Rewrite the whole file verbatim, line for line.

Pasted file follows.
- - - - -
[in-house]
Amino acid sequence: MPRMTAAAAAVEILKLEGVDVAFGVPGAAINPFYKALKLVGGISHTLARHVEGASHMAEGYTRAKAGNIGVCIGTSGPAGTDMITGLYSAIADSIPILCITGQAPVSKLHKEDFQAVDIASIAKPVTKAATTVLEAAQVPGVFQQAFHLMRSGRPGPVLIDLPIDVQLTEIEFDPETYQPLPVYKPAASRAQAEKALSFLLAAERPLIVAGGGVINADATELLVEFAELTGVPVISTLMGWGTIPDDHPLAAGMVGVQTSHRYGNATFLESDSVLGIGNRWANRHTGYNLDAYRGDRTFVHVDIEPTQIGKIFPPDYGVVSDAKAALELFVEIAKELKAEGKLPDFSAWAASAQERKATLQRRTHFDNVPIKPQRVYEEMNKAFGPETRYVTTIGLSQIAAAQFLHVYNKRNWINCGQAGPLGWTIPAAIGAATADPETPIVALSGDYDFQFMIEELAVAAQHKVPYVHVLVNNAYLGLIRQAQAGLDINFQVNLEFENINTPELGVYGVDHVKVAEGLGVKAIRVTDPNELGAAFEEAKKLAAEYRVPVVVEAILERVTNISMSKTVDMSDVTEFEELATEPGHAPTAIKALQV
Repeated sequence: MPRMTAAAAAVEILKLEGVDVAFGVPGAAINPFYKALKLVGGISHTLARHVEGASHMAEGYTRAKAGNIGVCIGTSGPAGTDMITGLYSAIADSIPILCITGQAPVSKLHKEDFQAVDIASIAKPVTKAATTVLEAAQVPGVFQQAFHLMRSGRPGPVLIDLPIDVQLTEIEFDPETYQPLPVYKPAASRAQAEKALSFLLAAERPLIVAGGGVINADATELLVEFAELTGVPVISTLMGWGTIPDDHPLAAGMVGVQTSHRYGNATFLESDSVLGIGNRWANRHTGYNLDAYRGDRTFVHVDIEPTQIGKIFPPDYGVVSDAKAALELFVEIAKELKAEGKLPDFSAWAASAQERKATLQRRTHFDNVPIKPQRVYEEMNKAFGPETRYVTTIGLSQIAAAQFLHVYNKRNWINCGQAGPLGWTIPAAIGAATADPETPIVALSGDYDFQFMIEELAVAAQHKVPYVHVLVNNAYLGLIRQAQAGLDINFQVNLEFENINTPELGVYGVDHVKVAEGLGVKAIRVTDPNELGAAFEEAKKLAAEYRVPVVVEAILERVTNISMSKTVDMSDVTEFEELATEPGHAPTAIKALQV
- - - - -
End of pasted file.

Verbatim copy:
[in-house]
Amino acid sequence: MPRMTAAAAAVEILKLEGVDVAFGVPGAAINPFYKALKLVGGISHTLARHVEGASHMAEGYTRAKAGNIGVCIGTSGPAGTDMITGLYSAIADSIPILCITGQAPVSKLHKEDFQAVDIASIAKPVTKAATTVLEAAQVPGVFQQAFHLMRSGRPGPVLIDLPIDVQLTEIEFDPETYQPLPVYKPAASRAQAEKALSFLLAAERPLIVAGGGVINADATELLVEFAELTGVPVISTLMGWGTIPDDHPLAAGMVGVQTSHRYGNATFLESDSVLGIGNRWANRHTGYNLDAYRGDRTFVHVDIEPTQIGKIFPPDYGVVSDAKAALELFVEIAKELKAEGKLPDFSAWAASAQERKATLQRRTHFDNVPIKPQRVYEEMNKAFGPETRYVTTIGLSQIAAAQFLHVYNKRNWINCGQAGPLGWTIPAAIGAATADPETPIVALSGDYDFQFMIEELAVAAQHKVPYVHVLVNNAYLGLIRQAQAGLDINFQVNLEFENINTPELGVYGVDHVKVAEGLGVKAIRVTDPNELGAAFEEAKKLAAEYRVPVVVEAILERVTNISMSKTVDMSDVTEFEELATEPGHAPTAIKALQV
Repeated sequence: MPRMTAAAAAVEILKLEGVDVAFGVPGAAINPFYKALKLVGGISHTLARHVEGASHMAEGYTRAKAGNIGVCIGTSGPAGTDMITGLYSAIADSIPILCITGQAPVSKLHKEDFQAVDIASIAKPVTKAATTVLEAAQVPGVFQQAFHLMRSGRPGPVLIDLPIDVQLTEIEFDPETYQPLPVYKPAASRAQAEKALSFLLAAERPLIVAGGGVINADATELLVEFAELTGVPVISTLMGWGTIPDDHPLAAGMVGVQTSHRYGNATFLESDSVLGIGNRWANRHTGYNLDAYRGDRTFVHVDIEPTQIGKIFPPDYGVVSDAKAALELFVEIAKELKAEGKLPDFSAWAASAQERKATLQRRTHFDNVPIKPQRVYEEMNKAFGPETRYVTTIGLSQIAAAQFLHVYNKRNWINCGQAGPLGWTIPAAIGAATADPETPIVALSGDYDFQFMIEELAVAAQHKVPYVHVLVNNAYLGLIRQAQAGLDINFQVNLEFENINTPELGVYGVDHVKVAEGLGVKAIRVTDPNELGAAFEEAKKLAAEYRVPVVVEAILERVTNISMSKTVDMSDVTEFEELATEPGHAPTAIKALQV